A sabbatical enables a tenured faculty member to engage in literary, scientific, or artistic study and/or research. Faculty members may receive a first sabbatical after five years of service and not more frequently than every seventh year after that. A regular sabbatical is either a half-pay, full academic year leave or a full pay, half year leave (full pay, full year sabbatical leaves are possible but must be arranged with the Provost prior to application to FDC). The College will grant sabbatical leaves for not more than 15 percent of the tenured faculty in any one academic year. For the purpose of this calculation, a full-year full-pay sabbatical counts as the equivalent of two leaves
The Faculty Development Committee reviews applications and makes recommendations to the Provost and the President. As stated in the Faculty Handbook (section V.C.3), a faculty member taking a sabbatical leave will be expected to return to full-time service at the College for at least two years immediately thereafter.
Criteria for Selection
A major goal of the proposed project should be to help strengthen the connection between the faculty member involved in the project and his or her discipline. This could take many forms including (but not limited to) publishable research, papers, panels, essays, books, works of art, reviews, software, etc. The project will usually result in some tangible outcome such as publication, exhibition, or some other form of public presentation. It is the proposer's responsibility to convince the Faculty Development Committee that the project will strengthen disciplinary connections.
Proposals involving course development or improving teaching effectiveness will be considered, but must show a major change of direction for the proposer, rather than a simple review and/or enhancement of current subject areas or teaching methods. Applicants will need to demonstrate some expertise in the skills required for their projects, e.g., musical or artistic composition, computer proficiency, competence in statistics or foreign language, and so on.
Faculty receiving sabbaticals are required to provide a written report, of no more than two pages, on work accomplished to the Faculty Development Committee and the Provost.
Submit your sabbatical application as an electronic file to the Faculty Development Committee Chair, Almuth Tschunko (firstname.lastname@example.org). If your application includes materials that cannot be sent in an electronic format forward 10 hard copies.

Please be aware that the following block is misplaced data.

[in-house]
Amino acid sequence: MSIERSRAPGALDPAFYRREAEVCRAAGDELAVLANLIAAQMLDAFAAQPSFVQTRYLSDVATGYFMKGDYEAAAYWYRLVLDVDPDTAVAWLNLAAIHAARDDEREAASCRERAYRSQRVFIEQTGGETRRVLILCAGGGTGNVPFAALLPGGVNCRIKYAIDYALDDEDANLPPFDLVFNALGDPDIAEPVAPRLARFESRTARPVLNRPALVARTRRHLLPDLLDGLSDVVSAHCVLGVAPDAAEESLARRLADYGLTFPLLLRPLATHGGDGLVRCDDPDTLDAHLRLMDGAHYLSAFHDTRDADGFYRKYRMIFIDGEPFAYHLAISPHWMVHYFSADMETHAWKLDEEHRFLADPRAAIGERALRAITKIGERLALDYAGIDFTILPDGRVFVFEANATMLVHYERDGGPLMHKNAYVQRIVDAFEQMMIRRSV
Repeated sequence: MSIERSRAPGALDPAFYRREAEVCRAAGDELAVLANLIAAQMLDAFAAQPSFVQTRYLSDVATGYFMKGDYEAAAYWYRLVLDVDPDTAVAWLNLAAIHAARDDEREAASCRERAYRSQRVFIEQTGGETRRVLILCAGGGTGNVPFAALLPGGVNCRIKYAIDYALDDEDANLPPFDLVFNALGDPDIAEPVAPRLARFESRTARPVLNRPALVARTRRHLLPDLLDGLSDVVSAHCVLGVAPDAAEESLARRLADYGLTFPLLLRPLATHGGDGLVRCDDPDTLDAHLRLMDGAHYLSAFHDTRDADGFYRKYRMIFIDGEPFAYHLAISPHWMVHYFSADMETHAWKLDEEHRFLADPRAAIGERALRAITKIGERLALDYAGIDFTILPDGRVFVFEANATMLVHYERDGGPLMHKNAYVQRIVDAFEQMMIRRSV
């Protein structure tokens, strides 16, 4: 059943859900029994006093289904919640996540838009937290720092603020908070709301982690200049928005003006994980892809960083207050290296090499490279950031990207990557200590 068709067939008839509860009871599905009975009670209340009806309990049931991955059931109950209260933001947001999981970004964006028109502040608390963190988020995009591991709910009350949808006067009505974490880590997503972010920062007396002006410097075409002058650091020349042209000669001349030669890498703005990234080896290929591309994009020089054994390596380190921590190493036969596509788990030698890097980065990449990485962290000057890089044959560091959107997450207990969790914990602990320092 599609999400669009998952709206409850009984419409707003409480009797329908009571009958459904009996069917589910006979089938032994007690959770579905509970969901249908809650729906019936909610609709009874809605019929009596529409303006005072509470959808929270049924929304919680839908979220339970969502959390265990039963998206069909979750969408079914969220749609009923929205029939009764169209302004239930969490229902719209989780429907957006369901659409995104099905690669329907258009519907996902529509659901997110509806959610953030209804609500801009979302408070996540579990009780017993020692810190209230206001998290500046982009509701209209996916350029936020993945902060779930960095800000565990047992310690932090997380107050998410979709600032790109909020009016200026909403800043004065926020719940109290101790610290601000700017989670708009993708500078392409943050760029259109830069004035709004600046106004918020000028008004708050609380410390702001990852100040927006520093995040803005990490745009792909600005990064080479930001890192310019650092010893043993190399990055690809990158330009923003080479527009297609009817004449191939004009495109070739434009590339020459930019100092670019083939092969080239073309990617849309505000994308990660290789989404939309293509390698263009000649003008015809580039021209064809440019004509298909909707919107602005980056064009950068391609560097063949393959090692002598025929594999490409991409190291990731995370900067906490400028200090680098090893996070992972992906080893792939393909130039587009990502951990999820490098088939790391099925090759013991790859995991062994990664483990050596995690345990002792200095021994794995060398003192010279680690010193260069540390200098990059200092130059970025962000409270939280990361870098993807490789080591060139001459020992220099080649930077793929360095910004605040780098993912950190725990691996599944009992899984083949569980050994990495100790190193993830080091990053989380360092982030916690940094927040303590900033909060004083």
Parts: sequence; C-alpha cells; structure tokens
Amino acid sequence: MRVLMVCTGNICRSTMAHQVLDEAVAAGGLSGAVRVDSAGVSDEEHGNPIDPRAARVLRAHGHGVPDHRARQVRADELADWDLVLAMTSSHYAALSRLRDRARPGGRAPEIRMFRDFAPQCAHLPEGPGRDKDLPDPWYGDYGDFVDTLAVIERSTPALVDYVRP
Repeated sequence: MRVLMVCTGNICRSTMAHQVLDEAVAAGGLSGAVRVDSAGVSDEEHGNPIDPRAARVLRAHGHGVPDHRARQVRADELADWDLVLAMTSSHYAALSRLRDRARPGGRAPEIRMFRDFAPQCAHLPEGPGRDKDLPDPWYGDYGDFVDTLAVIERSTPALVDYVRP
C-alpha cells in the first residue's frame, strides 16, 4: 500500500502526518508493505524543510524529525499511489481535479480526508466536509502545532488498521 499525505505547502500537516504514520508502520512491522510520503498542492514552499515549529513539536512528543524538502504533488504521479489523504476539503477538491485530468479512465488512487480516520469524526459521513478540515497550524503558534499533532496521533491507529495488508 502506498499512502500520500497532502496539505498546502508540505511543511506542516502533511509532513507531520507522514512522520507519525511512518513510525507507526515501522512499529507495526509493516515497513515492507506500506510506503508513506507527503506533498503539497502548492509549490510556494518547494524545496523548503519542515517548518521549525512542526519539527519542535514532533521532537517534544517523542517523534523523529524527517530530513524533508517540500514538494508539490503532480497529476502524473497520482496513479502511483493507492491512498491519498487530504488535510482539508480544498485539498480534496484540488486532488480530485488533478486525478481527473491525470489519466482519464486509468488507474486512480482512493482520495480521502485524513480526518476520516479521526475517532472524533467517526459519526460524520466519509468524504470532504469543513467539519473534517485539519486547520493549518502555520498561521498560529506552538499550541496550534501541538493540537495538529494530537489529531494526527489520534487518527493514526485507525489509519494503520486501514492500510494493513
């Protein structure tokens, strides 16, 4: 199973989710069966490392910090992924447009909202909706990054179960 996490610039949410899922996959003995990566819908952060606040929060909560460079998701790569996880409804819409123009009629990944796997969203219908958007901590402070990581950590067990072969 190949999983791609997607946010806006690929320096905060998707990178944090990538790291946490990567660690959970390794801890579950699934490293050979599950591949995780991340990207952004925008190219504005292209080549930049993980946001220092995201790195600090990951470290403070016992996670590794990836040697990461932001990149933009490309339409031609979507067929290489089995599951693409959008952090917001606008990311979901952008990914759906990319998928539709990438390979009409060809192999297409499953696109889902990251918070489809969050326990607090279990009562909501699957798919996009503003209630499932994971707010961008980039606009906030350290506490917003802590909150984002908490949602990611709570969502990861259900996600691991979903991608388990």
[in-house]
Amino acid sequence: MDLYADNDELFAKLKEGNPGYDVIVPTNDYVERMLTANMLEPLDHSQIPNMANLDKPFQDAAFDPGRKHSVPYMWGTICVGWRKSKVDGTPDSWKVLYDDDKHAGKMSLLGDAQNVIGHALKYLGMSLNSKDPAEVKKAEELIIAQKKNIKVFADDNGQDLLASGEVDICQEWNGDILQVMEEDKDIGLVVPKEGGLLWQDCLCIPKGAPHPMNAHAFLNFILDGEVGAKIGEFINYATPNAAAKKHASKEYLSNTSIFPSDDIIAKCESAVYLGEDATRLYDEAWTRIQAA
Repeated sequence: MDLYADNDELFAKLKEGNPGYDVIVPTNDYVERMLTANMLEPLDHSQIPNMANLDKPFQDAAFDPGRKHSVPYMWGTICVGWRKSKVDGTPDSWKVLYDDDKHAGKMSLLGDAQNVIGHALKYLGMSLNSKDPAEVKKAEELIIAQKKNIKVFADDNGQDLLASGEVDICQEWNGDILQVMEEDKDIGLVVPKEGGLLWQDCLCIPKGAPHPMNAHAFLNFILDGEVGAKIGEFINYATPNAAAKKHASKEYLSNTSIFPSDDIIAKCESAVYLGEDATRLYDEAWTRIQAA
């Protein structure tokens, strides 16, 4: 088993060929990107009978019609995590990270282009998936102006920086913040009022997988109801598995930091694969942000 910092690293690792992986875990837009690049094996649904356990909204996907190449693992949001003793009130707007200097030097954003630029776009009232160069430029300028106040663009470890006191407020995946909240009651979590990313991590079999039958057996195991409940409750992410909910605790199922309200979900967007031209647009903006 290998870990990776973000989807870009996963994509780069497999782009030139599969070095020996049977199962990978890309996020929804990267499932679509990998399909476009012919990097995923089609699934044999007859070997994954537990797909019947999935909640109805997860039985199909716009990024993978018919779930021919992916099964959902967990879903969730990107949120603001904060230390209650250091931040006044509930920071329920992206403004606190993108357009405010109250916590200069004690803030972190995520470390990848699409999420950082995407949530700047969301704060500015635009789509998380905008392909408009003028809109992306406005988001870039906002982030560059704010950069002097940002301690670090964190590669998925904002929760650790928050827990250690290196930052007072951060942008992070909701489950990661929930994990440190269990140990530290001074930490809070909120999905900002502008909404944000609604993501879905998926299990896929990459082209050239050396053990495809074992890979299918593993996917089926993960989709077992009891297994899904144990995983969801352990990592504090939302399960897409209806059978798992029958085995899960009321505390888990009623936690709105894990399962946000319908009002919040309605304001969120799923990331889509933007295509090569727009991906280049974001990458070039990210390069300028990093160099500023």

Failure to follow the proposal format or guidelines may exclude the applicant from being recommended for funding. A sabbatical applicant may, or may not, be given the opportunity to revise his/her proposal. Ultimately, it is the applicant who bears responsibility for the merit of the proposal.
Summary of project and outcomes: Briefly summarize the project and clearly state, in specific terms, the goals of your project. Demonstrate how the project will improve your professional development and describe the benefits you see for yourself, students, and/or the college community. Discuss how the project goes beyond your regular faculty responsibilities and describe the specific outcomes you see resulting from your project.
Qualifications: Summarize your qualifications and those of each project member. Briefly describe previous work (e.g., publications, presentations, etc.), training, and experience in the project area. The goal is to demonstrate that you have expertise, ability, and commitment to accomplish the project objectives.
Action Plan: Give a step-by-step description of what you plan to do and the rationale for doing it. Relate these actions to the objectives of the project.
Relevant Literature: Provide a brief review of relevant literature on the topic of your project.
Funding History: List all Faculty Development funding: indicate when you had your last sabbatical; list all minigrants, load reductions, and professional improvement grants that you have received during the past three years. Also indicate whether or not you have submitted the two-page report required for load reductions, professional improvement grants, and sabbatical.
Departmental Support: Provide evidence of departmental support. This could be a brief letter from your department chair which indicates how your project fits department goals and how your absence from teaching will impact the department(s) in which you teach. (If you are a department chair, attach a letter from the Division Coordinator or a senior faculty member.)